Feed The Animals is the Girl Talk’s fourth album and follow-up to 2006s Night Ripper, keeping in line with the 2-year cycle for Girl Talk releases.
Girl Talk's back-catalogue prior to Feed The Animals could be summarized as follows: 'Secret Diary' (2002) and 'Unstoppable' (2004) are recorded music’s few documented examples of interpretive ADD, while Night Ripper is a bit of a half-and-half album – a lot of the tracks seemed to follow the format of one half composed of two mostly discernable tracks, switching to two different tracks mid-song. However, 'Feed The Animals' (FTA) is mostly a seamless masterpiece, combining the best of the three prior releases – enough scatty/schizoid, but not too much to make it uncomfortable or unlistenable (see: "Keeping The Beat" or "Step To It" from Unstoppable), while not falling into the trap of being too obviously disparate at each half of each track (as is the case for Nightripper's "Smash Your Head" and "Overtime", for example – don’t get me wrong, both great tracks).
Two-years hard work can be graphically illustrated by the ever-growing wiki covering all of the original art that feeds 'Feed The Animals'. Too many to count, or not, but there is a lot. On of the most endearing qualities of Girl Talk's choices of samples is that they are mostly from mainstream contemporary hip-hop and alternative/rock, mashed-up to please even the most discerning Jerk who wouldn’t listen openly to too much of the originals, while also allowing said Jerk to maintain some semblance of knowledge of current musical trends (or at least that of the previous 2 years). A lot of the samples feature only for a flash, but make sense in the context of the track, and indeed the album, which according to Girl Talk himself (see below), is supposed to be listened to as a complete piece.
Following from Radiohead's lead (I guess) is the deal with this album that you can pay as much as you want. To (again) quote the artist:
My fourth full-length album, Feed The Animals, is out now! You can download the digital version (320 Kpbs [sic]) for whatever price… If you pay over $5, you get an added bonus of one big mp3 file with all of the tracks connected. If you pay over $10, then you are pre-ordering a physical copy of the CD, which will be out later … the album is intended to be listened as one continuous track.
This reviewer was generous enough to fork over $4.99 AUD, which "unfortunately" ruled me out of the FLAC (waste of time) option available at that price point, as well as missing out on the connected/uninterrupted/gapless track. FLAC is not much use personally, and the album can obviously be listened to uninterrupted at pleasure, so $4.99 was thought to be fair. This reviewer has paid much, much more for much, much worse albums, and would likely fork over more perhaps if a trial system had been in place, however as pointed out on Pitchfork, you can actually download prior to processing payment, so maybe I could have…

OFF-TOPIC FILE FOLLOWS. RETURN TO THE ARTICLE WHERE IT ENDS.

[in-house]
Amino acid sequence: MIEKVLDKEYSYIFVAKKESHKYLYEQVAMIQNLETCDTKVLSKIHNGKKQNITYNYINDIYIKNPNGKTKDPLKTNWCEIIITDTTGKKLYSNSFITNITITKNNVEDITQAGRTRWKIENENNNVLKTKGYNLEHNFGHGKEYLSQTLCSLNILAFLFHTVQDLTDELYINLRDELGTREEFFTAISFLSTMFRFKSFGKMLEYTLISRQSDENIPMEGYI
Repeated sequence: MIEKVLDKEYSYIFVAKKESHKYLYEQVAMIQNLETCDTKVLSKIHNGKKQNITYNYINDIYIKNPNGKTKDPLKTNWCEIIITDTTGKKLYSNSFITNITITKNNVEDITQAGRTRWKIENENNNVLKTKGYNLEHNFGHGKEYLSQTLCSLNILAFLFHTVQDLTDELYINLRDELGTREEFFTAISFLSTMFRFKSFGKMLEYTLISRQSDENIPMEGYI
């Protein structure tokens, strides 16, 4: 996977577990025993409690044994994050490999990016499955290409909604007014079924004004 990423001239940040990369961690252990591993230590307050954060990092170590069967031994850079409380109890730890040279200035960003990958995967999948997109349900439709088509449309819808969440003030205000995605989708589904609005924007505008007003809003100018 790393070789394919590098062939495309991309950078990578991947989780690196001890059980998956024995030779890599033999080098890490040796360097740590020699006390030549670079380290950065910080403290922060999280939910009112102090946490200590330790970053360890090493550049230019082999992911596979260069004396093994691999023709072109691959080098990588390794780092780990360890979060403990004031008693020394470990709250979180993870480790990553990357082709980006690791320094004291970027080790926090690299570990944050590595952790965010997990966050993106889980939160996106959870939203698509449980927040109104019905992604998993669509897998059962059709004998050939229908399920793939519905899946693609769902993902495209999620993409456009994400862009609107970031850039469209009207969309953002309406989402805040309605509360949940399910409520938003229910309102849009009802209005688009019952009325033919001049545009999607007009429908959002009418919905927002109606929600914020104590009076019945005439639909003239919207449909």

While the FTA is separated into discrete tracks (on the cheap version of the record), the "connected" track feeling of the album definitely lends itself to not being especially easy to pick standout tracks. "Play Your Part (Pt. 1)" (track 1) is a great lead-in to the 53.3 minutes of madness of FTA, with UGK & OutKast, Spencer Davis Group, Roy Orbison and The Unicorns all appearing in the first 0:01, and melds seamlessly into "Shut The Club Down" (track 2). "Heres The Thing" (track 12) illustrates all of what is wrong and all of what is right with this album. It starts out uninteresting with a bit of Chicago and Quad City DJs, and then descends into an awful ? and the Mysterians sample of "96 Tears" (which is actually alright in of itself as a track) for about 30 seconds, followed by a inoffensive bit of Kelly Clarkson, interspliced with an excellent punch in the face Nine Inch Nails sample, then drifting into Blur "Song 2" (among many, including freakin' Rogue Traders – I thought they were just a Neighbors vehicle confined to this part of the world), finishing with some Three Six Mafia and a tiny flash of The Prodigy’s "Firestarter" (which interestingly enough is a sample of another track itself) used delicately and well, certainly in this reviewers opinion the finest piece of sampling in the album.
Thus it is this reviewer’s opinion that this will surely satiate any Girl Talk fans hunger for new material from the artist, as well as being a good entry point to his work for the uninitiated. 2010 cannot come soon enough.
Overall FTA gets an internal mark of 8/10. Standout tracks are "Play Your Part (Pt. 1)", "Shut The Club Down", "Give Me A Beat" and "Set It Off", the latter for its fine use of Rhianna, Radiohead, Ice Cube, and Fine Young Cannibals (but drops marks for its use of "Come On Eileen"). There is also an obligatory Girl Talk Nirvana reference in "In Step" that would be remiss to not include in this list. In all cases, FTA is recommended uninterrupted listening at least once.
- Play Your Part (Pt. 1)
- Shut The Club Down
- Give Me A Beat
- Play Your Part (Pt. 1)
- Shut the Club Down
- Still Here
- What Its All About
- Set If Off
- No Pause
- Like This
- Give Me a Beat
- Hands in the Air
- In Step
- Let Me See You
- Heres the Thing
- Dont Stop
- Play Your Part (Pt. 2)